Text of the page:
MODULE 1

The General Anatomy of the Neuron

Of all the data with which psychologists work, the physiological influences on behavior have seemed to be among the most reliable and best understood. After all, physiological phenomena can often be observed directly and researchers in this area are frequently able to design experiments in which they are confident that the relevant variables are known and controlled.

This unit describes physiological phenomena as they are known and understood today But even in this relatively stable field, new events are threatening to upset some established beliefs. For example, the practice of acupuncture is challenging the established specificity theory of pain. Ronald Meizack (1973) observed: ". . . Chinese physicians have used the technique extensively, freeing surgeons to perform major operations on the abdomen, chest or head of a patient while the patient stays awake and alert. We don't know how acupuncture analgesia works. According to the theory of pain traditionally taught in our medical schools, it shouldn't."

This module introduces the neuron, the basic unit of the nervous system. We know what it looks like, how it functions, and what influence it has in the functioning of the nervous system, the muscles and glands.

Or do we?

Interest in neuropsychology has been has been mushrooming in recent years. There are a number of interesting sites in psychophysiology you might wish to visit.

The neuron performs all life functions except reproduction

Like all other cells in the body the neuron is able to carry on such life functions as assimilation of nutrients and excretion of waste products. Over many millions of years, however, the neuron has evolved into a specialist in the field of communication. The task it performs is the transmission of electrochemical nerve impulses to other neurons and to the muscles and glands.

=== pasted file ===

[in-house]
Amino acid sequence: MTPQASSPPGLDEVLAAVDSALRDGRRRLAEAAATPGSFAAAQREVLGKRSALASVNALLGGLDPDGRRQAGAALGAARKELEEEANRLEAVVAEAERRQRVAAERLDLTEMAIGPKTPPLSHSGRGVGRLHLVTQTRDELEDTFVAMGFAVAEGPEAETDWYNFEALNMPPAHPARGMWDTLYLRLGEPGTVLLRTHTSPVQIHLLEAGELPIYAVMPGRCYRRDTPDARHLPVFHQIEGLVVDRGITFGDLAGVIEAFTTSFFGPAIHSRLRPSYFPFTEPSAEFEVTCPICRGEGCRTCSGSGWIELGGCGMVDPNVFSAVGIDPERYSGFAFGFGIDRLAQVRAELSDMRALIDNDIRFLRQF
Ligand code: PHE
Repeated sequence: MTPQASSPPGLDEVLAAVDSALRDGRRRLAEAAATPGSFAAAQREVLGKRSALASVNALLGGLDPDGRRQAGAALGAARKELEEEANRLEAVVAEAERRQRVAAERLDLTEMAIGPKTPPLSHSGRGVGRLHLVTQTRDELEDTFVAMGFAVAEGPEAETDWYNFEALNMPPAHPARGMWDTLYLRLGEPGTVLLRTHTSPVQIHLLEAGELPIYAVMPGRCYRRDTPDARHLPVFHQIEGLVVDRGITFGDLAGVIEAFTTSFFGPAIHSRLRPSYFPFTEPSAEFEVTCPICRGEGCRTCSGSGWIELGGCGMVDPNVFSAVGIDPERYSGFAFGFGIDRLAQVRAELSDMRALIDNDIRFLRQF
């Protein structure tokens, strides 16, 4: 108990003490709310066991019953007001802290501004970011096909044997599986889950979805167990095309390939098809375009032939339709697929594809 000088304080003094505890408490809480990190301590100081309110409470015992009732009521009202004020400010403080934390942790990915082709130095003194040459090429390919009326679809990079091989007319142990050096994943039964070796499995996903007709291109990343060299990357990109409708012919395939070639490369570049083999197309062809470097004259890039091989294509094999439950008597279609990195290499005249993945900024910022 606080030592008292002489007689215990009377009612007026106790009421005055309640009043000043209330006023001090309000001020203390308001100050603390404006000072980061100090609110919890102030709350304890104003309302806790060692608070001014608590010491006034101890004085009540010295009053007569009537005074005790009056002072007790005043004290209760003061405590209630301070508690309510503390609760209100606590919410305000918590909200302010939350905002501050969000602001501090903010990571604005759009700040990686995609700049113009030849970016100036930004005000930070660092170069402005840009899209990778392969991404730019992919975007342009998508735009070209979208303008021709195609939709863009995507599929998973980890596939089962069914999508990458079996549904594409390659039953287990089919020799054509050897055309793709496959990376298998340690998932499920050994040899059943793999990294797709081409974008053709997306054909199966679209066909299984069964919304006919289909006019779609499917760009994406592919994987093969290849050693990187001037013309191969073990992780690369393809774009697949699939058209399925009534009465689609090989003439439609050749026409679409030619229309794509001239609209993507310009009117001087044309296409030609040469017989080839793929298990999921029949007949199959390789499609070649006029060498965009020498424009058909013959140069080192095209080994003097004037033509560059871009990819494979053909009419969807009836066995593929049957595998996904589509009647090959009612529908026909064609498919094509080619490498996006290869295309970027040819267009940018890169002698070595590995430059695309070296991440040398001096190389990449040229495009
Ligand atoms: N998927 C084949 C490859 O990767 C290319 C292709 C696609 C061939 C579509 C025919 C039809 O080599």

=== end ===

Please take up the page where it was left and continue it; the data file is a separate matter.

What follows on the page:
The neuron has developed a high degree of specialization in conducting nerve impulses. It generally has been assumed that a neuron gradually lost the ability to reproduce itself. While the other systems of the body are continually renewing themselves by cell reproduction, the nervous system cannot replace lost neurons. However, it has been reported (Kolata, 2000) that a study by Ira Black reported in the Journal of Neuroscience Research found otherwise. He tinkered with chemical signals stimulating bone marrow cells and then transplanted them into the brain and spinal cords of rats. He found that the cells survived for the several months up to the time or writing his report.

The structure of the neuron reflects its function of transmitting neural impulses. One part receives a stimulus, another part carries the impulse, and a third part is responsible for the nutrition and maintenance of the entire cell.

A typical neuron has three structures:

1. a cell body
2. dendrites
3. an axon.

Neuron

Figure 1 is a diagram of a typical neuron with the basic structures labeled.

Direction of neural impulse